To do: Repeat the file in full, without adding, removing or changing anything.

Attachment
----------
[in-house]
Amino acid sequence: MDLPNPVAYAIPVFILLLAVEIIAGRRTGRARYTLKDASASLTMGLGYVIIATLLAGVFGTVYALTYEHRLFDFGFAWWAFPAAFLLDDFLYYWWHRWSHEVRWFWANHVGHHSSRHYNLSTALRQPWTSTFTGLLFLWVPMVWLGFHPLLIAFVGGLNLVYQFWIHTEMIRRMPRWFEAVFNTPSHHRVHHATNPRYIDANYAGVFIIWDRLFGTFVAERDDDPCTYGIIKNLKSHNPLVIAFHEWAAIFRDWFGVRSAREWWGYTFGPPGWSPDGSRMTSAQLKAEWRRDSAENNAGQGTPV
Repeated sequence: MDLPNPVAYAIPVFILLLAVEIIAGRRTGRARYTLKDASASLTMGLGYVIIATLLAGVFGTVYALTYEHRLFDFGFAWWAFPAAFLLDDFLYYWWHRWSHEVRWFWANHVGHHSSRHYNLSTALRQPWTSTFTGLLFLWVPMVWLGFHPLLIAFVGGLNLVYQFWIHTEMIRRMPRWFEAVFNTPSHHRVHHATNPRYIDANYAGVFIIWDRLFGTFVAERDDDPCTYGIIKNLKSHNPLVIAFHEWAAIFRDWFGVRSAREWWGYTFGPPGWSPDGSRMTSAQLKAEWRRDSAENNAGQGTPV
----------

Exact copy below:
[in-house]
Amino acid sequence: MDLPNPVAYAIPVFILLLAVEIIAGRRTGRARYTLKDASASLTMGLGYVIIATLLAGVFGTVYALTYEHRLFDFGFAWWAFPAAFLLDDFLYYWWHRWSHEVRWFWANHVGHHSSRHYNLSTALRQPWTSTFTGLLFLWVPMVWLGFHPLLIAFVGGLNLVYQFWIHTEMIRRMPRWFEAVFNTPSHHRVHHATNPRYIDANYAGVFIIWDRLFGTFVAERDDDPCTYGIIKNLKSHNPLVIAFHEWAAIFRDWFGVRSAREWWGYTFGPPGWSPDGSRMTSAQLKAEWRRDSAENNAGQGTPV
Repeated sequence: MDLPNPVAYAIPVFILLLAVEIIAGRRTGRARYTLKDASASLTMGLGYVIIATLLAGVFGTVYALTYEHRLFDFGFAWWAFPAAFLLDDFLYYWWHRWSHEVRWFWANHVGHHSSRHYNLSTALRQPWTSTFTGLLFLWVPMVWLGFHPLLIAFVGGLNLVYQFWIHTEMIRRMPRWFEAVFNTPSHHRVHHATNPRYIDANYAGVFIIWDRLFGTFVAERDDDPCTYGIIKNLKSHNPLVIAFHEWAAIFRDWFGVRSAREWWGYTFGPPGWSPDGSRMTSAQLKAEWRRDSAENNAGQGTPV